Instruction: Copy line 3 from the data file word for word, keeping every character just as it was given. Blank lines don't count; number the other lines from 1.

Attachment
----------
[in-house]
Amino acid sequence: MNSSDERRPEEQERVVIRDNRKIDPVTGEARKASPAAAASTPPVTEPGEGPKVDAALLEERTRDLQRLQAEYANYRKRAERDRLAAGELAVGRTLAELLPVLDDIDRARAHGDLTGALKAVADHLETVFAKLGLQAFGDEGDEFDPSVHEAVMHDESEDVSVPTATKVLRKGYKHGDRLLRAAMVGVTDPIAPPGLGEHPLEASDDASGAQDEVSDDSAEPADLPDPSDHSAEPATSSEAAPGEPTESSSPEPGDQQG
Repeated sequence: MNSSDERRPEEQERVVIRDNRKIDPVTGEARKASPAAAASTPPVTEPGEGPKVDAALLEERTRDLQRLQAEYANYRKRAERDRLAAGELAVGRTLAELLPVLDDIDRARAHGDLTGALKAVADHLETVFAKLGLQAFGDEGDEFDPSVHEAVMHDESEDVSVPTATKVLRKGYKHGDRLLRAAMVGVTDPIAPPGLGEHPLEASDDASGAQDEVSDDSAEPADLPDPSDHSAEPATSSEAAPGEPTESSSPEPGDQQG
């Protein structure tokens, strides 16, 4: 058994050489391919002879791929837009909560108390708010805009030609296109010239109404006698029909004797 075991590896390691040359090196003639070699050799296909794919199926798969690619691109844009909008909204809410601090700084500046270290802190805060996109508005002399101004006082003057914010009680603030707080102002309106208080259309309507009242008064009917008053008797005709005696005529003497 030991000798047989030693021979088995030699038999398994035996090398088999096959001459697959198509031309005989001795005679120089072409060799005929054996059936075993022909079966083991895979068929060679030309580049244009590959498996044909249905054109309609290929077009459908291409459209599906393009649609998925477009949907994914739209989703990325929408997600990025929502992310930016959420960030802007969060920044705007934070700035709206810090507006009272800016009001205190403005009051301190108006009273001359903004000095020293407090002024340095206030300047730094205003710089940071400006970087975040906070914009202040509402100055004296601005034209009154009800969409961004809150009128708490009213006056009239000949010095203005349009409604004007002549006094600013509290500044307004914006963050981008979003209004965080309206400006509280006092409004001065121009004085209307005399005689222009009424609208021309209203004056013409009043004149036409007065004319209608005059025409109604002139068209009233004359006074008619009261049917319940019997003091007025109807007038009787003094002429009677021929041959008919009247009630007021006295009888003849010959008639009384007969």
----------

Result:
Repeated sequence: MNSSDERRPEEQERVVIRDNRKIDPVTGEARKASPAAAASTPPVTEPGEGPKVDAALLEERTRDLQRLQAEYANYRKRAERDRLAAGELAVGRTLAELLPVLDDIDRARAHGDLTGALKAVADHLETVFAKLGLQAFGDEGDEFDPSVHEAVMHDESEDVSVPTATKVLRKGYKHGDRLLRAAMVGVTDPIAPPGLGEHPLEASDDASGAQDEVSDDSAEPADLPDPSDHSAEPATSSEAAPGEPTESSSPEPGDQQG